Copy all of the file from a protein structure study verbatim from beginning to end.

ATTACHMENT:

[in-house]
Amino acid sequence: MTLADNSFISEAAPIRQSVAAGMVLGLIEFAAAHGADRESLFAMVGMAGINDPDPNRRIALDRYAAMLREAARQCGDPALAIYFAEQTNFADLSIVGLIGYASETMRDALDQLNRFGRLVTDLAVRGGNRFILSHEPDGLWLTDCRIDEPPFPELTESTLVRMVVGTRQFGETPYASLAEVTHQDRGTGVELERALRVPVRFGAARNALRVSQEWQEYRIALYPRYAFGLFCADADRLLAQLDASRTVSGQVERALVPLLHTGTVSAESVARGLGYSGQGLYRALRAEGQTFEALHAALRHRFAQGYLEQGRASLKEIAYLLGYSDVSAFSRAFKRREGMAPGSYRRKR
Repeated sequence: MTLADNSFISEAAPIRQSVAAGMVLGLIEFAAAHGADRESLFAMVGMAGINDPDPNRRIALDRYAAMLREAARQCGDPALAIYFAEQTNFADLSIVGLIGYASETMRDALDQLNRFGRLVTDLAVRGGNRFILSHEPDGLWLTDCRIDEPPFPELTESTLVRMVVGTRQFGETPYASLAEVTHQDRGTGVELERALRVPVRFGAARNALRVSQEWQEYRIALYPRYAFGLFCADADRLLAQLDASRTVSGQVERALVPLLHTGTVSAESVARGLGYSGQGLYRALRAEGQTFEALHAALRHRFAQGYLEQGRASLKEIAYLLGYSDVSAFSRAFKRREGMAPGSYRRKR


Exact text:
[in-house]
Amino acid sequence: MTLADNSFISEAAPIRQSVAAGMVLGLIEFAAAHGADRESLFAMVGMAGINDPDPNRRIALDRYAAMLREAARQCGDPALAIYFAEQTNFADLSIVGLIGYASETMRDALDQLNRFGRLVTDLAVRGGNRFILSHEPDGLWLTDCRIDEPPFPELTESTLVRMVVGTRQFGETPYASLAEVTHQDRGTGVELERALRVPVRFGAARNALRVSQEWQEYRIALYPRYAFGLFCADADRLLAQLDASRTVSGQVERALVPLLHTGTVSAESVARGLGYSGQGLYRALRAEGQTFEALHAALRHRFAQGYLEQGRASLKEIAYLLGYSDVSAFSRAFKRREGMAPGSYRRKR
Repeated sequence: MTLADNSFISEAAPIRQSVAAGMVLGLIEFAAAHGADRESLFAMVGMAGINDPDPNRRIALDRYAAMLREAARQCGDPALAIYFAEQTNFADLSIVGLIGYASETMRDALDQLNRFGRLVTDLAVRGGNRFILSHEPDGLWLTDCRIDEPPFPELTESTLVRMVVGTRQFGETPYASLAEVTHQDRGTGVELERALRVPVRFGAARNALRVSQEWQEYRIALYPRYAFGLFCADADRLLAQLDASRTVSGQVERALVPLLHTGTVSAESVARGLGYSGQGLYRALRAEGQTFEALHAALRHRFAQGYLEQGRASLKEIAYLLGYSDVSAFSRAFKRREGMAPGSYRRKR